Either way, this is a bum note; something that mars the episode rather than ruining it. The rest of what’s here ranges from understandable failures to genuinely lovely moments. It’s still enough though to lower this episode below the level of “Past Prologue” (which is much more interesting, lacks the terrible stabs at comedy, and ‘only’ has Sisko grab Kira’s arm, rather than trying to split open her face), and “Yesteryear”, which had similarly problematic ideas about Vulcans, but at least didn’t have them smiled upon by a main character.
(I wonder if Carey even got that apology Chakotay demanded. Somehow I doubt it.)
We could leave things there, I think, but before we head over to the second installment of “Enterprise”, I wanted to briefly talk about Neelix. I’m determined as we go through this season of Voyager to not just regurgitate the standard “Neelix is awful” line. Not because I don’t agree – though this is the first time I’ve watched this season since it was first broadcast on UK terrestrial television, so my opinion is pretty dated – but because I want to try and understand how things went so wrong, as well as to pull out whatever positives I can. If nothing else, Ethan Phillips is a performer with sufficient chops to do him the courtesy of studying a role he performed for several years – in make-up he described as torture to wear and in a work environment in which it’s clear not everybody was getting along – with a view to doing more than snipe.
I’d love then to say Neelix acquits himself better here than his reputation suggests. The trouble is, he doesn’t. Things really do start going wrong almost from the very beginning. The script here seems to be deliberately portraying him as an irritating rambler. Janeway shoots down the one idea he offers in response to their crisis. That old joke where you cut someone off when they’re jabbering on too long about something gets used, when he tries to explain singularities to Kes (meaning he recites the exposition the show felt was required and then gets punished for it). At one point he’s made to wander directly between Janeway and Chakotay to allow them to stare at him with exasperation for getting underfoot. And all of this in the same scene. Not a single character seems to find him anything but an irritating requirement for Kes’ participation (note that she actually contributes to the senior staff meeting, whilst Neelix just whines about not having been invited). In a sense this approach has merit within “Parallax” itself, because it feeds into the wider idea here about people being forced to work together despite really not respecting or understanding or liking each other – this is basically Dilbert in space. In the long term, though, once you start off treating a character like a charmless, unaware bumbler, you have to put a lot of effort into pulling them out of that pigeon hole, and I don’t remember Voyager ever really bothering.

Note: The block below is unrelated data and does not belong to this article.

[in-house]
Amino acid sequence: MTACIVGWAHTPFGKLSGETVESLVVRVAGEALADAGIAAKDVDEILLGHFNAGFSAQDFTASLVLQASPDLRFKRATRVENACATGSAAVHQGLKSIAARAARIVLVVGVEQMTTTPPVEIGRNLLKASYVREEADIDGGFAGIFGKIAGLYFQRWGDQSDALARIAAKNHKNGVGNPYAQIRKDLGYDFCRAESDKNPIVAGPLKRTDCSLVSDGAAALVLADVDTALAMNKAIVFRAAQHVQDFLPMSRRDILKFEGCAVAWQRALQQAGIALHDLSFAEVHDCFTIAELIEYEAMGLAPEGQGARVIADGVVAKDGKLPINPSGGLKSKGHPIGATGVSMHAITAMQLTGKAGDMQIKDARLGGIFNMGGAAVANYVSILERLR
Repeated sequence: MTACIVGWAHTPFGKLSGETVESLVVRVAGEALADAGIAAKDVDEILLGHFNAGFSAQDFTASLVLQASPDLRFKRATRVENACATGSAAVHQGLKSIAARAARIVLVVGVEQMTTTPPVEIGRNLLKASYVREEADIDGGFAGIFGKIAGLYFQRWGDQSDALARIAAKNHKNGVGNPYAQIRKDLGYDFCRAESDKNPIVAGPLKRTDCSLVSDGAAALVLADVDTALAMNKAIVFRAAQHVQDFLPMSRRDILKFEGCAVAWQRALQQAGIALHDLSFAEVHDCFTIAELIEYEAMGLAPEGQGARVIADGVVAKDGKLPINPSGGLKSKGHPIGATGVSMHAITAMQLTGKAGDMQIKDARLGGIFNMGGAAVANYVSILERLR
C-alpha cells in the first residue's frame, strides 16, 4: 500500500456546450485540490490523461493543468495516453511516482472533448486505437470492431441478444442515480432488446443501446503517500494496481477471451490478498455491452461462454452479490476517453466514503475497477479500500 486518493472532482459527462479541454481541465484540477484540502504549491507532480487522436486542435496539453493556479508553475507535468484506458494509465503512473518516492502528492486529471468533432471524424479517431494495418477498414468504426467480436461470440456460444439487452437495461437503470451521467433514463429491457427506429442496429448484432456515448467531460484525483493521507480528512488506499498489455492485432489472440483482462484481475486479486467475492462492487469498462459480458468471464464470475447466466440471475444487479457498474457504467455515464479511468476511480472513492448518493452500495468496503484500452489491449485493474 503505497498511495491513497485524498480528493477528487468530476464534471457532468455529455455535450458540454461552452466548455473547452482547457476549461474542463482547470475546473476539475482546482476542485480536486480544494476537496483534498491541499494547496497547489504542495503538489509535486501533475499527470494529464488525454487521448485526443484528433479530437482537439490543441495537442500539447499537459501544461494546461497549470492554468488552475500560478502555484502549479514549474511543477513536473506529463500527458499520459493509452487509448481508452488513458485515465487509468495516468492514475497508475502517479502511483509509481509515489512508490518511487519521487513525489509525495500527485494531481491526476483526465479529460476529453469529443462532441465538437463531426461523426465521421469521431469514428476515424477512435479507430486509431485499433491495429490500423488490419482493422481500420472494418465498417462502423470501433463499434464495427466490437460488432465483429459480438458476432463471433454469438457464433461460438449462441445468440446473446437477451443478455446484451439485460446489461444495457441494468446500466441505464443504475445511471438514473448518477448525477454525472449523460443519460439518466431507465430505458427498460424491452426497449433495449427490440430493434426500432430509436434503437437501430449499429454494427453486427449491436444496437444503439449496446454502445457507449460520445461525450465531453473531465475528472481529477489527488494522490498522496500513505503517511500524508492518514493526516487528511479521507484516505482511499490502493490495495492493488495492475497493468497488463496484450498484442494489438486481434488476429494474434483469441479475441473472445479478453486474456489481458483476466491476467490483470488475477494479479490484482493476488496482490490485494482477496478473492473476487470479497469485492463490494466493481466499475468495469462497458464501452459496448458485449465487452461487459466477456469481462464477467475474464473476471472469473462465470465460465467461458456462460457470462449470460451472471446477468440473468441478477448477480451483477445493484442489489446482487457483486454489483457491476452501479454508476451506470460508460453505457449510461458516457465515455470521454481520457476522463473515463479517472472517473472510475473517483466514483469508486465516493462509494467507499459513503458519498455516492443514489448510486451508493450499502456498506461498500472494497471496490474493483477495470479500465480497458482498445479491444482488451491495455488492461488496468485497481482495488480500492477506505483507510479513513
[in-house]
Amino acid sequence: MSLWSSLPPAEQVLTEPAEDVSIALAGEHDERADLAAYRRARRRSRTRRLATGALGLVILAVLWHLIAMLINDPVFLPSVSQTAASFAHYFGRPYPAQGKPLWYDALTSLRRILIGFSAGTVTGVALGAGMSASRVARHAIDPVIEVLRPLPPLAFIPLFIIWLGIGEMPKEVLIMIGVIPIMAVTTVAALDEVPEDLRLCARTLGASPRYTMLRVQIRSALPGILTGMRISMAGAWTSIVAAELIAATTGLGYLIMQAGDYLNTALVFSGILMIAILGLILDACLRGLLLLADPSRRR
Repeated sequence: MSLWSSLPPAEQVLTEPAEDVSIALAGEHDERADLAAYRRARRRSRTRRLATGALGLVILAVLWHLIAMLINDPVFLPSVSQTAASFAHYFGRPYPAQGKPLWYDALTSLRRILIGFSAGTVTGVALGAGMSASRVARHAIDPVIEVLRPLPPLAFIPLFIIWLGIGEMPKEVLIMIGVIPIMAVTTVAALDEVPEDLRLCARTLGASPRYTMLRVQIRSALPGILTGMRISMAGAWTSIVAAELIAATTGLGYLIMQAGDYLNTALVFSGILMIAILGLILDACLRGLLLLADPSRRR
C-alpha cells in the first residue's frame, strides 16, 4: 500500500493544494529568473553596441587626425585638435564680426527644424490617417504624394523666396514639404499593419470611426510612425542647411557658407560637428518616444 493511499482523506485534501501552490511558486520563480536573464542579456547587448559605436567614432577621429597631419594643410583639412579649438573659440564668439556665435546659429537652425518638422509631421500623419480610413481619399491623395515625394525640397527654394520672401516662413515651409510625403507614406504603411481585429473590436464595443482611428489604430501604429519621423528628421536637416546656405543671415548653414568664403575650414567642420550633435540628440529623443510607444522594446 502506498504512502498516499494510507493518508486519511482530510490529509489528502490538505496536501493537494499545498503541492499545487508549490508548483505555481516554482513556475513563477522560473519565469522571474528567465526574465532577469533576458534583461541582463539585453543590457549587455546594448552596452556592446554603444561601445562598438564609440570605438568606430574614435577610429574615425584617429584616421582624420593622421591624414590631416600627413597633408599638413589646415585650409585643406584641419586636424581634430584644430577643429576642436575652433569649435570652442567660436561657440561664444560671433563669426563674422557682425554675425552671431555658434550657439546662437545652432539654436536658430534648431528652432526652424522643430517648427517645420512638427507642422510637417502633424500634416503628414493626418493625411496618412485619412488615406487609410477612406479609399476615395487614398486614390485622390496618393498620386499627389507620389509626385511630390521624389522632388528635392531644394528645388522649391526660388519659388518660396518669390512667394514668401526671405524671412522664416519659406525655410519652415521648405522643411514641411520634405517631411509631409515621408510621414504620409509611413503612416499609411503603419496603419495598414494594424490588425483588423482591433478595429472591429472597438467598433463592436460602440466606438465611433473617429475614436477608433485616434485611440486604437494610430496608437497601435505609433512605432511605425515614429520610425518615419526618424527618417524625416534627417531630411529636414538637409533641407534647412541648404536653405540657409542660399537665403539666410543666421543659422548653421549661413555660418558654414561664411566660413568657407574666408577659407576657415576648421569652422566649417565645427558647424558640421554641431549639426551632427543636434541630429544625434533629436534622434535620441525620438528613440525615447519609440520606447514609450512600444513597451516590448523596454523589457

So that’s “Parallax”, then. “The Naked Now” was how Picard’s crew failed to perform at the most basic level, and “Past Prologue” concerned itself with showing how a competent crew can almost effortlessly handle a typical day on a complicated and stressful job. “Parallax” is a third distinct take on this idea, being about how crews respond when a typical day simply doesn’t exist anymore, and in doing so lives up to Voyager‘s potential as a show about people with very different positionalities getting along whilst making their own viewpoints heard.
Of course, it’s also a show about people jumping across star systems without a safety net. Which neatly brings us on to the second episode of Enterprise, where there is also not really any such thing as a typical day, and where learning how to get along with strangers is of vital importance.
Unless those strangers are slugs, obviously. In that case, screw ’em.
4. Charlie X
GS Blogger: Ric Crossman